This is . . . an incredibly niche issue that even the average Democratic wonk doesn’t care about. We’ve been hearing about the plight of small farmers since I was in high school. Willie Nelson, John Mellencamp, and others started Farm Aid way back in 1985. Frankly, so long as meat is plentiful and cheap, nobody cares.
It would do something else that too many Democrats seem afraid of doing: It would name an enemy (agribusiness). Republicans name specific enemies all the time. Democrats rarely do. Democrats love being aspirational, but most of them shy away from being confrontational. Elizabeth Warren and Bernie Sanders (who is not technically a Democrat) do it all the time. A few House Democrats from safe districts do it. Biden actually does a lot more of this than Barack Obama did; he’ll talk some smack on corporations and the wealthy, albeit usually without naming any specific names.
He should. They all should. Like it or not, people know you by the enemies you’re willing to make. Why don’t they, for example, talk shit on Mark Zuckerberg? Nobody likes Mark Zuckerberg. In poll after poll, 60 to 70 percent of people want Big Tech to be broken up. It’s a safe position. So why don’t they do it, or at least talk about? The answer in this case probably begins with “political donations.” But it’s more than money. It’s psychological. Democrats simply give the impression of being afraid of a fight. They want to be the party of comity. Even Biden is still trying to give Republicans a path to redemption in this regard.
It’s a weird fantasy of partisan pundits that the other side is more effective because they’re more ruthless and shameless. But the notion that Democratic politicians don’t call out enemies just isn’t true. Everybody from Big Oil to Big Pharma to Walmart to Amazon to Facebook get hammered. Hell, even lovable Jimmy Carter got a windfall profits tax passed on the evil oil companies. And, goodness, how many times has Zuckerberg been hauled before Congress by Democrats?
I submit that this kind of approach will help address the structural problems I laid out above. Democrats across the ideological spectrum—from the conservatives to the very liberal—will respond favorably to a politics that emphasizes the idea, “We’re against the powerful interests that are scheming against you.” If people see liberal politicians taking creative and brave stands, we might even bump that liberal number up above 25 percent, since liberalism will stand for something positive again to your average person. This kind of politics can also slice through the media chatter: Republicans understand that the media loves conflict, so they serve up some new ones every week. The public always knows who the GOP is mad at, and they don’t pay a price for being the “angry” party.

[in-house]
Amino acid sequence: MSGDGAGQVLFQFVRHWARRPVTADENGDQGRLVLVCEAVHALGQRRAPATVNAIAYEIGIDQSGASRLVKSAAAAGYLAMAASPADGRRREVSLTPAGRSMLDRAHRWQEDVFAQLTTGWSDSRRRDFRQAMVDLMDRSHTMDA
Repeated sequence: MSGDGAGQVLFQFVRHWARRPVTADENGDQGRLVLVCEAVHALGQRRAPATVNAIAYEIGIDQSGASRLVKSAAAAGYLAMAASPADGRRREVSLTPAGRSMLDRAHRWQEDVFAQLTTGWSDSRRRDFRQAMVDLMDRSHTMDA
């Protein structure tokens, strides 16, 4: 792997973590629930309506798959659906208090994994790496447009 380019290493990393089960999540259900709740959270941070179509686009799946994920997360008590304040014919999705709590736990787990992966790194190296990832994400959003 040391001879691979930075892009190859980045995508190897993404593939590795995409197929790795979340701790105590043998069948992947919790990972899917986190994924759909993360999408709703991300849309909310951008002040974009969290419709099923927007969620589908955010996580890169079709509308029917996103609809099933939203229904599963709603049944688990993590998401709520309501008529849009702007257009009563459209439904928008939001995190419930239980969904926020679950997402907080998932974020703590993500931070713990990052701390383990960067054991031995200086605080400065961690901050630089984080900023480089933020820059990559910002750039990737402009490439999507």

We don’t know if Biden will run in 2024. He often looks tired. But I’ll say this for him. He is more unambiguously on the side of working people than any Democratic president in a very long time. He’s an old-school, Truman-type Democrat. He and his team need to do more to show it.
On that front, perhaps, there is an actual messaging issue. It’s quite likely that Biden’s programmatic agenda would be more beneficial to the white working class (assuming he could get it passed with Joe Manchin in the way) than Donald Trump’s was. Certainly, he tried to make that case. But Trump did a much better job of playing to their emotional fears and resentments.
Finally, to re-emphasize a constant theme here, one can’t take this conversation entirely on its own terms. Messaging matters. Biden did a better job of it in 2020 than Clinton did in 2016—and a worse job than Obama did in 2008. But the institutions by which we elect our representatives and enact public policy are horribly skewed in favor of rural voters.
Democrats have won the popular vote in 7 of the last 8 Presidential elections. The one exception, 2004, was by a small margin and arguably only happened because George W. Bush, who won the Presidency pursuant to the 2000 election despite getting half a million fewer votes than his Democratic opponent, had the advantage of incumbency. But, of course, Trump won the 2016 election despite getting 2 million fewer votes than his Democratic opponent.
And, even when they win office, Democratic Presidents have an uphill fight passing their agenda. Not only is the Senate, especially, skewed in favor of Republicans but the institution’s rules make it very easy to obstruct. Even with a filibuster-proof majority (albeit only briefly and because of the defection of a Republican), getting ObamaCare passed took every parliamentary trick in the book and was the only major legislative achievement of eight years in office.